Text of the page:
Via Tom, here’s a fantastic series of posts by the guy who’s setting the Chinese supply chain to manufacture the Chumby, an Internet‐enabled alarm clock. Here you can see videos of a Chinese factory floor, with workers assembling sneakers. Here is a story about the fanatical level of dedication he has seen among the workers at the factory—dozens of employees stayed at work until 3 AM while he debugged a flaw in the first run of devices, and then showed up again at 8 AM to resume assembly. And finally, here are some videos of Chinese workers doing extremely detailed work quickly and accurately.
Some peoples’ instinctive reaction to this story is no doubt to wring their hands about the exploitation of Chinese workers. It’s not hard to see why; wages are only about $0.60/hour, and the jobs are tedious. And indeed, when I was in college in the late 1990s, there were a lot of activists who did just that, agitating for the shutdown of “sweatshops” in China and elsewhere. But I think this suggests a better way to look at the situation:
The amazing part is that the Shenzhen factories were complaining that labor rates were way too high. Apparently, minimum wage for factories in other regions is much less, so they are seeing contracts migrate away from their factories and inland where labor is cheaper. Think about it–Americans complain about work going to Hong Kong, Hong Kongers complain about work going to Shenzhen, Shenzheners complain about work going inland China, and to Vietnam (apparently Vietnam is the new hotness for cheap skilled labor).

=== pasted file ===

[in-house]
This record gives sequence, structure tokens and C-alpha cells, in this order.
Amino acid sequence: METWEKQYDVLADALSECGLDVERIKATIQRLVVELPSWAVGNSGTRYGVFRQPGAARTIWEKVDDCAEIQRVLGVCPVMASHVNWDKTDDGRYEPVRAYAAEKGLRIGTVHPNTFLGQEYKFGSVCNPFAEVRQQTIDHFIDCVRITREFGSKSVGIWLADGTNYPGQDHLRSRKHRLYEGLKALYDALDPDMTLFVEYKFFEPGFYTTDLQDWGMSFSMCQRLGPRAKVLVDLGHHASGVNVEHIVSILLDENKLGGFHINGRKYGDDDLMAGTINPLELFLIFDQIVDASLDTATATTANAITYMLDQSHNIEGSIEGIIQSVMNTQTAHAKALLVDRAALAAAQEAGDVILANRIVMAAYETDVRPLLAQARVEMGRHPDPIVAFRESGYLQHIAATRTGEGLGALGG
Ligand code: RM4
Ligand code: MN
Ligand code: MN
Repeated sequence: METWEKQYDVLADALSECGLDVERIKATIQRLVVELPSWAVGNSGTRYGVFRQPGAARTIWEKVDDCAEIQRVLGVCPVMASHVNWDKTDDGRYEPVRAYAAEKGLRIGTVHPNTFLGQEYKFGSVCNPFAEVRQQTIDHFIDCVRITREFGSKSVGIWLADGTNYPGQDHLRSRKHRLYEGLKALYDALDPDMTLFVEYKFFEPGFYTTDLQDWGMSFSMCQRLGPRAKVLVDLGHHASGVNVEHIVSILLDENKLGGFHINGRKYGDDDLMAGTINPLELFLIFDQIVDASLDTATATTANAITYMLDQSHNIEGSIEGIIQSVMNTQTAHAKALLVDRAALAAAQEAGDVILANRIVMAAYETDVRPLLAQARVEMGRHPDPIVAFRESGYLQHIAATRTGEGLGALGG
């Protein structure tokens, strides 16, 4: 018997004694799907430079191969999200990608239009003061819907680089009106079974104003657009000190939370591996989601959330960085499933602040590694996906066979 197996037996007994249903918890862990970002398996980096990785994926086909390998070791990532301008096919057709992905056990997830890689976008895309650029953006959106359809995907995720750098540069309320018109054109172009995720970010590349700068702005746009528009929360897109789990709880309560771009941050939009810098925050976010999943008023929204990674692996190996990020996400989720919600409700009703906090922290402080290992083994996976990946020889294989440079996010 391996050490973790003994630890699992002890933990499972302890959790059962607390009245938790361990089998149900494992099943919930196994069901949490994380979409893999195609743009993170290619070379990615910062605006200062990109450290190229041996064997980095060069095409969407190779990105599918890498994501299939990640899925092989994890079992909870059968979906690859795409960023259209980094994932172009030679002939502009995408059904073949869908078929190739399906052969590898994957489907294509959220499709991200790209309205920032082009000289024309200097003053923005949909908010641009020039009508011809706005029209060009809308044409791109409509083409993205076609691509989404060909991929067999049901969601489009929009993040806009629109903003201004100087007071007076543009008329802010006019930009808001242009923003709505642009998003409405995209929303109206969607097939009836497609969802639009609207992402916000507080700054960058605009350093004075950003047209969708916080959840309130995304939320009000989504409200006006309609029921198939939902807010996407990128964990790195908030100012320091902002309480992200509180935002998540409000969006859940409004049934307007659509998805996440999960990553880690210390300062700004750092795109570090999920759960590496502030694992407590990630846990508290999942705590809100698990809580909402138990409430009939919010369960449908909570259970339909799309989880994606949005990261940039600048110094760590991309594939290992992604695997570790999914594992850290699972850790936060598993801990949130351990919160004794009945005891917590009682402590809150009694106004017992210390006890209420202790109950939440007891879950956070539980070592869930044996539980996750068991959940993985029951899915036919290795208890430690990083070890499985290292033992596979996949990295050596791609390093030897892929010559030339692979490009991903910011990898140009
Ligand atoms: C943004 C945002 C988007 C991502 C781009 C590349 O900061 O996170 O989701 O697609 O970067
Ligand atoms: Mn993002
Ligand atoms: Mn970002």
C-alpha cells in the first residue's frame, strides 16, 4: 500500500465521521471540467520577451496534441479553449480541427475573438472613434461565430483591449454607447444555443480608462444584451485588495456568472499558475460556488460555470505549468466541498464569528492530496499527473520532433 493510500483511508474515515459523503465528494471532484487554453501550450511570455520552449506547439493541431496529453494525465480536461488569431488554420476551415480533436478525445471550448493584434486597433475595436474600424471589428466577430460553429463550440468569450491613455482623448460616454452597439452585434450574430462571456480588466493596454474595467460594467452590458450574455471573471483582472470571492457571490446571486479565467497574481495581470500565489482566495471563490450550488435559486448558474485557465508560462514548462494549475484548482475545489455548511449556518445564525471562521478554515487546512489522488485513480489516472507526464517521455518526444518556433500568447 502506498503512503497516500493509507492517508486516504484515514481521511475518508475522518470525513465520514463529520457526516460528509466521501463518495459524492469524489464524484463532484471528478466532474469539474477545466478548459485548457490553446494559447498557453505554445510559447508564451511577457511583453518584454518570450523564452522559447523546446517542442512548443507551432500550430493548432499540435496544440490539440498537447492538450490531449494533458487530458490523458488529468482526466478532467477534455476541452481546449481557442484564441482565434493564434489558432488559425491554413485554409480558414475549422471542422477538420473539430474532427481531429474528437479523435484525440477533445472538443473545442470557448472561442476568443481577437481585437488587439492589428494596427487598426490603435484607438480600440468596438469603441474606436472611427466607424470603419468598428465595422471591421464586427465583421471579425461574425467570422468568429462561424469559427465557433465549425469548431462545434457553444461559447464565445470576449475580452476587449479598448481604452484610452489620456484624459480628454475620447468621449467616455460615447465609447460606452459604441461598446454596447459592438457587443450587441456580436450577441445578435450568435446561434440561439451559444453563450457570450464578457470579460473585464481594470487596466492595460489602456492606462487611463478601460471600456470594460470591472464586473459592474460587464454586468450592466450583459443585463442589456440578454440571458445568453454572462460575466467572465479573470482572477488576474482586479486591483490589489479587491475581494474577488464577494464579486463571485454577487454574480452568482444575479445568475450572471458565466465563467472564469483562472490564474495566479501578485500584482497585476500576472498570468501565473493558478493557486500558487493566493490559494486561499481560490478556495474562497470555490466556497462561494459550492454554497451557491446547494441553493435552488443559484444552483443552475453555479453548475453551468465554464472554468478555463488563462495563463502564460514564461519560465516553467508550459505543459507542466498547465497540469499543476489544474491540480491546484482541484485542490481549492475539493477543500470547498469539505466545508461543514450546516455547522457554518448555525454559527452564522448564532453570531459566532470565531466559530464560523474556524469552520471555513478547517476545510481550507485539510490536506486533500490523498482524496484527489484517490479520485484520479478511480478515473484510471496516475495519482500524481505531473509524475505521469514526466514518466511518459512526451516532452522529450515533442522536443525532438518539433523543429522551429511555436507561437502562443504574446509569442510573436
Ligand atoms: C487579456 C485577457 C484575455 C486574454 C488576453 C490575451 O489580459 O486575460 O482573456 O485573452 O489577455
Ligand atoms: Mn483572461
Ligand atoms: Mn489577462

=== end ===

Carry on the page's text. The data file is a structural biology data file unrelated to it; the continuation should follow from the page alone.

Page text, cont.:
The low wages and tedious work of the early sweatshops were a temporary condition. The author reports that the minimum wage in Shenzhen has been increasing by about 30 percent per year in the last couple of years. As the workers in Shenzhen become more skilled and the companies develop better business relationships with Western companies, demand for the area’s manufacturing facilities rise. The companies expand their facilities and hire more workers, and the competition for workers then pushes up wages. And that, in turn, will lead companies to increasingly transition to more complex and lucrative activities. Firms in Shenzhen will specialize in manufacturing more and more complex products, and eventually some of them will begin designing and building their own products.
That’s what happened in postwar Japan, South Korea, and Taiwan, all of which have since achieved Western levels of affluence. The anti‐globalization activists meant well, but in reality, the opportunity to become integrated with the global economy will do far more to help the average Chinese worker than anti‐sweatshop laws could possibly have done.